Scotty's Little Soldiers: Charity for bereaved children

Nichola Scott
Image caption Nichola Scott has found consolation in helping bereaved children like her own

It was a family holiday that inspired Cpl Lee Scott's widow Nichola to set up a charity for the children of fallen armed forces personnel.

"When I went on holiday with my cousins, my son Kai started smiling and laughing, and I hadn't seen that for so long," she said from her Wisbech home.

Mrs Scott has now established Scotty's Little Soldiers to offer treats and holidays to children like hers.

Lee "Scotty" Scott, 26, was killed by a roadside bomb in Afghanistan in 2009.

"You never think it's going to be yours," she said. "You never think you're going to be that affected.

"It's so surreal. It still doesn't feel right. It's like he's still on tour."

She paid tribute to her husband as a committed father as well as a dedicated commander.

The charity's name was inspired by the bond between father and son, because Cpl Scott always called Kai his little soldier.

Holiday homes

Mrs Scott is now living in Wisbech with their children, two-year-old Brooke and Kai, six.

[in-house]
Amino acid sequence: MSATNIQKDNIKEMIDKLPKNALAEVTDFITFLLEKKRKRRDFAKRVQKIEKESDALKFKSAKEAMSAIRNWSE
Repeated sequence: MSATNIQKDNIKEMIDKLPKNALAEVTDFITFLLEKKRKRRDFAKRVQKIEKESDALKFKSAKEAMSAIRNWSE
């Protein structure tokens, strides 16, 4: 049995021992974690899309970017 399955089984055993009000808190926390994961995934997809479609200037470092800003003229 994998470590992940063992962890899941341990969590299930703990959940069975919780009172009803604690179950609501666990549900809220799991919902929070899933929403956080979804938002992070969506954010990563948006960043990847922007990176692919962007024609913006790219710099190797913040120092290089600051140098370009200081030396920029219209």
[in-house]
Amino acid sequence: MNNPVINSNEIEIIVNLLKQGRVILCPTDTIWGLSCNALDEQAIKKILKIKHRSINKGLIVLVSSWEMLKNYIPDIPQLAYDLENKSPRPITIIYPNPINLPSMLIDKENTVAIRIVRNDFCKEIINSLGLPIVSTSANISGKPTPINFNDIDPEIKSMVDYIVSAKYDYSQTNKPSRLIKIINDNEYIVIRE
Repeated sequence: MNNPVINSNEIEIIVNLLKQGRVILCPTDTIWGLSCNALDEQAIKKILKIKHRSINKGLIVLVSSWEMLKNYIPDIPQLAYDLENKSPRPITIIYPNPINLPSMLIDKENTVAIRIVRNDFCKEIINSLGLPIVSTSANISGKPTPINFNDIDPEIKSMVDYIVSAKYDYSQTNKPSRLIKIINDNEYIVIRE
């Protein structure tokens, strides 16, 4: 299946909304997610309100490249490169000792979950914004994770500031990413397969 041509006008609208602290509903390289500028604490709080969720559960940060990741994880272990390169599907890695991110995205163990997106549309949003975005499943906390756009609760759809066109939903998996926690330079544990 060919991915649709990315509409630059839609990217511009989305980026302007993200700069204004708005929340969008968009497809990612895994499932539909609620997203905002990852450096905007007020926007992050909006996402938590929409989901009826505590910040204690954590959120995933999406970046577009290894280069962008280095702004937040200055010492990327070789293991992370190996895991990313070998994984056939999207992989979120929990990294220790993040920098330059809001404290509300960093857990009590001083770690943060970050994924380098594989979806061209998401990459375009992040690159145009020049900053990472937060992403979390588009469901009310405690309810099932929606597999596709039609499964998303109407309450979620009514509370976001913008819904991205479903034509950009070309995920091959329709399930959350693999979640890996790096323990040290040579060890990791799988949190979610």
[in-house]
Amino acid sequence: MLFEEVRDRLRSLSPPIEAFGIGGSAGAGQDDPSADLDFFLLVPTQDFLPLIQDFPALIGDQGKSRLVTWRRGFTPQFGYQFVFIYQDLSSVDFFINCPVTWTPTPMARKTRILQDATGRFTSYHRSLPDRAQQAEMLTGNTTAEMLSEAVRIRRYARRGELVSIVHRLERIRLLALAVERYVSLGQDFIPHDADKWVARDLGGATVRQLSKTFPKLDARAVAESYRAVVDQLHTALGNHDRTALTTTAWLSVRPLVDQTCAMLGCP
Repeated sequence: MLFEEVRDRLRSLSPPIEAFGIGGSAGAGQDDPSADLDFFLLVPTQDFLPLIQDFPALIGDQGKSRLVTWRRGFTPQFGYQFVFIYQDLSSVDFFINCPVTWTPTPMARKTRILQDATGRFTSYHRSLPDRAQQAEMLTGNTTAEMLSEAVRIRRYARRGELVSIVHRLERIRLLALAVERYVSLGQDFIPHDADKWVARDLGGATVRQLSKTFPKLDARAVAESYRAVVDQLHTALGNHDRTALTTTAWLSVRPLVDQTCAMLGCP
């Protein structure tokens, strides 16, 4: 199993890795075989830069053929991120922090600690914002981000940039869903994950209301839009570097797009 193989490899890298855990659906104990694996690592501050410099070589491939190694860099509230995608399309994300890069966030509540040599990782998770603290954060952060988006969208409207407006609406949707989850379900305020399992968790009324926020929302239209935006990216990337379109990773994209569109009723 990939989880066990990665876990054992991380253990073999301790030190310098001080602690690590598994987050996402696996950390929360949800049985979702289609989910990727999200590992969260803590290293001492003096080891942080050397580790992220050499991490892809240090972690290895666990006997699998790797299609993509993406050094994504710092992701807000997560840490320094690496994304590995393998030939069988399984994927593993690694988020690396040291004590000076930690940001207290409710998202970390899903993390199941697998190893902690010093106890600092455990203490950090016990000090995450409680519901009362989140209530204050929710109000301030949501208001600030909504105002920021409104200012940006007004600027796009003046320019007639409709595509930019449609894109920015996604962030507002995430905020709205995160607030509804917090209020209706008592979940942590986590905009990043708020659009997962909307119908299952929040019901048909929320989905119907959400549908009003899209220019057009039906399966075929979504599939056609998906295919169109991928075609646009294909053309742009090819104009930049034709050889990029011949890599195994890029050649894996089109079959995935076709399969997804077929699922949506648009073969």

The couple's families come from the King's Lynn area and she moved to north Cambridgeshire for family support after she was widowed.

Image caption This family photograph was taken just before Scotty's last tour

She set up the charity in August 2010 and has been astonished by the support she has already received. In seven months she has raised £50,000.

"It's really early days so we're not quite there yet, but we're planning to send out Scotty Packs to all the kids who become a member, with loads of goodies inside," she said.

"And then we want to be able to send them on trips and to send them birthday and Christmas gifts."

In the long term Mrs Scott hopes to raise enough money to buy holiday homes in the UK so families can enjoy a free break together.

Setting up Scotty's Little Soldiers has also helped her son.

"We've had fun days together, and Kai says, 'Mummy works at Scotty's Little Soldiers and they help children like me smile'," she explained.

The children of men and women killed in action from all three of Britain's armed forces will be able to apply to the charity for help, and families will be told about its work through their visiting officer.

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